I lost a lot of my hair after the first cycle, but this has slowed down and I still have more hair than most of my old baldy mates :>).  Pain control and sleep have been good.

So far, I feel quite lucky that I have generally tolerated the treatment very well, compared to many other men I have talked to.  There is also the Procaid trial, a 50% chance that I am on an active drug rather than placebo. This may be helping a bit ? 

My Consultant Oncologist informed me that a lot less than 50% of men manage to complete the 10 chemo sessions due to the severe side effects, so this has given me the challenge to complete all 10 and get the averages up a bit :>)

  I have also included a picture of the last nuclear bone scans I had taken.

The 2 images on the left ( slightly different angles ) were before I started the Radium 223 treatment and the 2 images on the right after the Radium was finished and just before the chemo started.

You can see how aggressively the disease has progressed, the worst of it in the lower spine and pelvis and even in the face !

 

 

 

 

 

 

 

 

 

 

 

 Now for the good news. My PSA blood count has dropped significantly since I started the chemo ( and trial ? ) , so it is doing 'what it says on the tin'.

I have included a PSA trend graph below which includes the treatment I was having when my PSA bloods were taken. Most of the drugs did nothing or very little, but you can see a huge jump during my Radium 223 treatment followed by the very promising downward trend on the chemo. If I can get this count down to double digits, it would be amazing.

 

 In the last few weeks, we have managed a trip down to London to catch up with family and some good old BofA friends. We also managed a week in Tenerife to enjoy the Autumn sunshine and just do nothing for a week with our good friends Tommy and Julie :>)

All my 'wee people' continue to keep me busy and put a big smile on my face, wouldn't swap it for the world !  And Marydoll  ( should be Saint Marydoll ) for being the best and most caring wee wifey in the world  ( Love you millions ).

 

As always, a huge thanks for all your good wishes and support which is so valued and appreciated and remember guys, any changes in toilet frequency and/or sexual changes, please please get it checked out. It is free and painless !   ( Wives, partners...do your bit )

 

Let the battle continue, bring it on :>).

Chemo and clinical trial started

Posted on 18th August, 2018

Finally got accepted for the 'Procaid' clinical trial after borderline ECG heart rythm tests that had to be redone a few times to meet the criteria !

 

As I commented on my previous post, the trial involves 10 cycles of Docetaxel chemotherapy ( 3 weeks apart ) at the Beatson in Glasgow, where 50% of participants are randomly selected for AZD5363 which is a new targeted therapy designed to interfere with a cancer's ability to grow by blocking growth signals in the cancer cells ( ProCAID trial phase 2 ).

 

I don't know if I am on the drug or on the placebo ( neither will the Professor ), so fingers crossed.  Also on steroids now to control risk of infection etc.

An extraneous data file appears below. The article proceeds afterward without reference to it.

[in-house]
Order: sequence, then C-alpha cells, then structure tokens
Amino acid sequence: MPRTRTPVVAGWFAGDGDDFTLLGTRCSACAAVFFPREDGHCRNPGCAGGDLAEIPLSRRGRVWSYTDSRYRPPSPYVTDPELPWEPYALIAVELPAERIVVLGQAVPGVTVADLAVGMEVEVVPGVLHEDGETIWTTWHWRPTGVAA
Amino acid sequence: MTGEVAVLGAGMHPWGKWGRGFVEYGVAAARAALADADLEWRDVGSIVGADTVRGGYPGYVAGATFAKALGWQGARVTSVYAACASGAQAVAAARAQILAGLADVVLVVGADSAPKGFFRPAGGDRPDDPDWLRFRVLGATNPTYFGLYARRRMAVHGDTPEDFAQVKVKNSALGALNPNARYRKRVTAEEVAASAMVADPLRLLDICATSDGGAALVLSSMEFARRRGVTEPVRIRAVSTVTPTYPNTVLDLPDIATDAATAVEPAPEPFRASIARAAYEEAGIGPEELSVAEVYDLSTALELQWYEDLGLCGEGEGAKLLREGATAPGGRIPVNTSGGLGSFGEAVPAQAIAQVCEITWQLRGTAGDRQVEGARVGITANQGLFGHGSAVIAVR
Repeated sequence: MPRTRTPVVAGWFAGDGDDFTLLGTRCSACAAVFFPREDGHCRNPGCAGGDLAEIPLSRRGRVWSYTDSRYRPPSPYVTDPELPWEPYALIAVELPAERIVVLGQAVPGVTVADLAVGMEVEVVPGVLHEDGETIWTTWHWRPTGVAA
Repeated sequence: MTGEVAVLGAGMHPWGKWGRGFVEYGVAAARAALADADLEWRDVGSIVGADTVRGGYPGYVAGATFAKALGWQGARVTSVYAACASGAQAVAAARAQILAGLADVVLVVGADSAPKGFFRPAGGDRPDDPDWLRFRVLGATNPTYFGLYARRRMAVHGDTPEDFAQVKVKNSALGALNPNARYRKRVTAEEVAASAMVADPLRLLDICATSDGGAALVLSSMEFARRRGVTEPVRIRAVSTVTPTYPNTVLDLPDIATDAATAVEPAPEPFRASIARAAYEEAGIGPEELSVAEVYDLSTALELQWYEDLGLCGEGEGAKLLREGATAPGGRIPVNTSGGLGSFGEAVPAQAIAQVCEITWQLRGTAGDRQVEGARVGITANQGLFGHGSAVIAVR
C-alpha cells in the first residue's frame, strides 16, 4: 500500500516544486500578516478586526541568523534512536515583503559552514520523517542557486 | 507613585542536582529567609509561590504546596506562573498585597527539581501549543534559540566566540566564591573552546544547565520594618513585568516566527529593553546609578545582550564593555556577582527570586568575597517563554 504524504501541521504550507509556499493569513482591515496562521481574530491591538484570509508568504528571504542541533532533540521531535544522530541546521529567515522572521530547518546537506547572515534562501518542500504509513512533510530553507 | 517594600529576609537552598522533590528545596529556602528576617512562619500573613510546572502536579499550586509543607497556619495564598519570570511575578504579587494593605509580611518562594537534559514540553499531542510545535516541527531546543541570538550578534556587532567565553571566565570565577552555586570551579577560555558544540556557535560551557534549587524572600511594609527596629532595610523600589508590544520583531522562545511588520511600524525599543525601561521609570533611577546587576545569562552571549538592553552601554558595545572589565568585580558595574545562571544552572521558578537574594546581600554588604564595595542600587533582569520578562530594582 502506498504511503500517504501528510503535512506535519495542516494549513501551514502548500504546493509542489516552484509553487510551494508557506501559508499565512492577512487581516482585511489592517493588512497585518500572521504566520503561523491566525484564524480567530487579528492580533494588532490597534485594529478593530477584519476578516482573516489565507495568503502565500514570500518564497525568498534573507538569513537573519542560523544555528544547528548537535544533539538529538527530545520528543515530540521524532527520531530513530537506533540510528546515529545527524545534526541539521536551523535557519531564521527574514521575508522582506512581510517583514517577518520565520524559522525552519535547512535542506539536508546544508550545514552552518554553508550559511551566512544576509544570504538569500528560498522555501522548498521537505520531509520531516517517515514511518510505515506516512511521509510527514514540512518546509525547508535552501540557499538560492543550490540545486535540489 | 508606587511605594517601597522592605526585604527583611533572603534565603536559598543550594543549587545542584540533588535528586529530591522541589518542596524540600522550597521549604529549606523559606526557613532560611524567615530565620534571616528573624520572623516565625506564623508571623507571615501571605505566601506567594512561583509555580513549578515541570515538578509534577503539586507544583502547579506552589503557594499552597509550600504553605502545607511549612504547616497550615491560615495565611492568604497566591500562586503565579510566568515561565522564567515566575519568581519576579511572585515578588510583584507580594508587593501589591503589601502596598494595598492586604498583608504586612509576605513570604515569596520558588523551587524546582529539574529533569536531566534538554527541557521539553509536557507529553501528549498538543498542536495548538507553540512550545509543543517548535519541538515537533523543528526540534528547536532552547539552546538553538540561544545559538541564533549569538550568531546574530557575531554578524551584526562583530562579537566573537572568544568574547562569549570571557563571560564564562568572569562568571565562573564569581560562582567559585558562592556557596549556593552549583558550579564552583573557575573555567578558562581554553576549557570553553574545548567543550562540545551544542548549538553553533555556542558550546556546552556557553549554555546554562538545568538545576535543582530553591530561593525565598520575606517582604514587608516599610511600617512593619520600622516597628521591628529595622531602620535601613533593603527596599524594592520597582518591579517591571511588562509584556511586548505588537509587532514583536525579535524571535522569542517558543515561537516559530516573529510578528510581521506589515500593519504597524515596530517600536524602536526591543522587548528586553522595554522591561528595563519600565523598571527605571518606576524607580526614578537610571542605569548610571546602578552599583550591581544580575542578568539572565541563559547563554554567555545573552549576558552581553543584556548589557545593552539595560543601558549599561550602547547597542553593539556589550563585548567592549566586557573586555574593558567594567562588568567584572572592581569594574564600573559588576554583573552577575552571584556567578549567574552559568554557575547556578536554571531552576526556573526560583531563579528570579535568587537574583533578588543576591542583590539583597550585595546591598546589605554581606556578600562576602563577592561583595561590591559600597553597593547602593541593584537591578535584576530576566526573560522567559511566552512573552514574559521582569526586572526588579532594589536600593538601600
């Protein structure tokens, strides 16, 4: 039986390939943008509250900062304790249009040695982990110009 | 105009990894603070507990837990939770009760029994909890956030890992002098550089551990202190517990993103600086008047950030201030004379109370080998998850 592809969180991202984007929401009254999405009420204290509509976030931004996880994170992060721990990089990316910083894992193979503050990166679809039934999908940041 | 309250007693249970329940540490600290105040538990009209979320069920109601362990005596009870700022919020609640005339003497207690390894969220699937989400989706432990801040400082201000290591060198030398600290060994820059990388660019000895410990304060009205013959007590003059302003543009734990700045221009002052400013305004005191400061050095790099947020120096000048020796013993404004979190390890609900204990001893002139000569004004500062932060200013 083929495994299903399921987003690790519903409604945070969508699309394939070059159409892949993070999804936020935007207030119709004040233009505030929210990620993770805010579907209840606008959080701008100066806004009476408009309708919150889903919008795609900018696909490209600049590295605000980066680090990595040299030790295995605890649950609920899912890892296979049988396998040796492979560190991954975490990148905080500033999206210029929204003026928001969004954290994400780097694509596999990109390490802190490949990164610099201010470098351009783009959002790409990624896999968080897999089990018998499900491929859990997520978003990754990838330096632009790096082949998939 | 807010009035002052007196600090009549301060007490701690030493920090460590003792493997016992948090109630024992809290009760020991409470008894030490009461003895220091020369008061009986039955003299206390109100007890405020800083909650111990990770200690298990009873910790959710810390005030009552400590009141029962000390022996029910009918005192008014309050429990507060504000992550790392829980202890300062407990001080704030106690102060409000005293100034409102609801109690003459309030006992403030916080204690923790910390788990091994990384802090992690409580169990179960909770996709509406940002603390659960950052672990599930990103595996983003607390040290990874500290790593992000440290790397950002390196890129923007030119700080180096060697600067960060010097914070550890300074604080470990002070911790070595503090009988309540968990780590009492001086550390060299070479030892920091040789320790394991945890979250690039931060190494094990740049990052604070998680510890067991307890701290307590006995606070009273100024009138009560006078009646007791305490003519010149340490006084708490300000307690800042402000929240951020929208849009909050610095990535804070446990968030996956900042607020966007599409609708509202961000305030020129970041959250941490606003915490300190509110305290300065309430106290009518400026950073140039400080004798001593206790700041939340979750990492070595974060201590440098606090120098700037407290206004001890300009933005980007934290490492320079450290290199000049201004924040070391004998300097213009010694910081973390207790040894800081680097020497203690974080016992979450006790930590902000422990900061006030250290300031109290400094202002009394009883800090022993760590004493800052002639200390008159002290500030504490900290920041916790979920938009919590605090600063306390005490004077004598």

Docs decided against further targeted spinal radiotherapy and bone strengthening infusions for the moment as hopefully the chemo will do the trick for now.

 

Feeling pretty 'shitty' before the trial started, tired and exausted ( as seems to be the norm now ! ) and increasing lower spinal pain and discomfort. My PSA has shot up to 462 ( I remember being concerned when it reached double figures ! )  Having said that, very few other problems and a recently increased dosage of 24 x 7 morphine keeping the pain under control the majority of the time. 

Anyway, now 3 sleeps into the Chemo and 'trial' and so far so  good.  Feeling much the same, albeit a bit spaced out ! No sickness or diarrhoea, but the latter would be welcomed for a 'guid cleen oot' for the morphine induced constipation :>)

However, all much better than I anticipated.  Early days yes, but long may it continue.

 

The organisation, communication and staff at the Beatson clinic in Glasgow has been exceptional and I certainly feel that I am in the best hands possible.

 

Still enjoying the simple things in life, family time and managing to keep positive. Unfortunately alcohol is not agreeing with me so I prefer to do without, so don't need to toss for who is the driver anymore!!!

Walking the dog is now more of a challenge but Maydoll keeps him well exercised!

Most days I feel too tired for exercise.

 

Looking forward to Tenerife in October and days here and there in the camper van.

Was hoping to be in France this weekend for Magali's wedding ( our amazing au pair from our London Days ), but treatment schedules have prevented us from travelling just now.

Wee Keira starts school ( 4 grandkids down, 2 to go ) and Cara starts her new job in Whitehall on Monday.   Loads to look forward to.

 

As always, a huge thanks for all your good wishes and support and hopefully many more blog updates to come.

Short update....................

Posted on 17th July, 2018

Hi amazing friends, family and blog followers,